№ 13. Jesuits and the Black Pope

The Borgias of Spain, Pope Alexander VI and Columbus,


Think I got the wrong guy…are the Borgia’s (bankers) tied to Pope Paul III because if so the whole thing with the protestants can be dismissed as cover fire to establish the Jesuits

Pope Paul III (Latin: Paulus III; 29 February 1468 – 10 November 1549), born Alessandro Farnese, was head of the Catholic Church and ruler of the Papal States from 13 October 1534 to his death in 1549.

He came to the papal throne in an era following the sack of Rome in 1527 and rife with uncertainties in the Catholic Church following the Protestant Reformation. His pontificate initiated the Counter-Reformation with the Council of Trent in 1545, as well as the Wars of religion with Emperor Charles V’s military campaigns against the Protestants in Germany. He recognized new Catholic religious orders and societies such as the Jesuits, the Barnabites, and the Congregation of the Oratory. His efforts were distracted by nepotism to advance the power and fortunes of his family, including his illegitimate son Pier Luigi Farnese.

Paul III was a significant patron of artists including Michelangelo, and it is to him that Nicolaus Copernicus dedicated his heliocentric treatise.

Francis Borgia and the Jesuits


Do not misinterpret the meaning of the Jesuits logo to the left.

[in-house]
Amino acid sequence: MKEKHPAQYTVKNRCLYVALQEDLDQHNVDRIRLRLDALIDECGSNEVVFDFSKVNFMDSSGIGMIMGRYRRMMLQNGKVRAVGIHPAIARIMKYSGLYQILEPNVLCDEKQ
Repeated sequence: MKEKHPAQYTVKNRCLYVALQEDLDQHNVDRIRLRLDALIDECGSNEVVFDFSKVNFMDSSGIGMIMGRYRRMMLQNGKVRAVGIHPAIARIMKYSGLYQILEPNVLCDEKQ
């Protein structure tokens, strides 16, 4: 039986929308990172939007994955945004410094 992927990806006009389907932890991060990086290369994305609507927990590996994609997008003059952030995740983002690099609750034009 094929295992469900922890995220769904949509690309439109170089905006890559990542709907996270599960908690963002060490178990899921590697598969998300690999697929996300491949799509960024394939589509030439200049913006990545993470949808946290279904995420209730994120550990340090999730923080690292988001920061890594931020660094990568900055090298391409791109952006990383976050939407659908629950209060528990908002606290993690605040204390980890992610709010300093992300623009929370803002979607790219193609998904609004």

IHS is a direct reference to In hoc signo vinces. The Jesuits from their very inception are claiming descendancy from Constantine the Great and declaring their allegiance to the progeny of Jove.

This is why there are three nails on the logo, celebrating the murder of Christ Jesus. This is essentially the same logo that would later be adopted by the Freemasons.

The crossed swords pointing down in the Freemason version of this progeny of Jove logo is of no little significance. Crossed swords pointing down mean “the battle is over.” The progeny of Jover were the Freemasons for a highly symbolic 230 years from 1717 to 1947 at which time they morphed into the CIA. In the design of their Freemason logo, they are not only repeating the very same symbolism as found in the Jesuit logo, but are claiming victory over the ages. After 2,600 years of planning, they are saying, “We have won. The battle is over.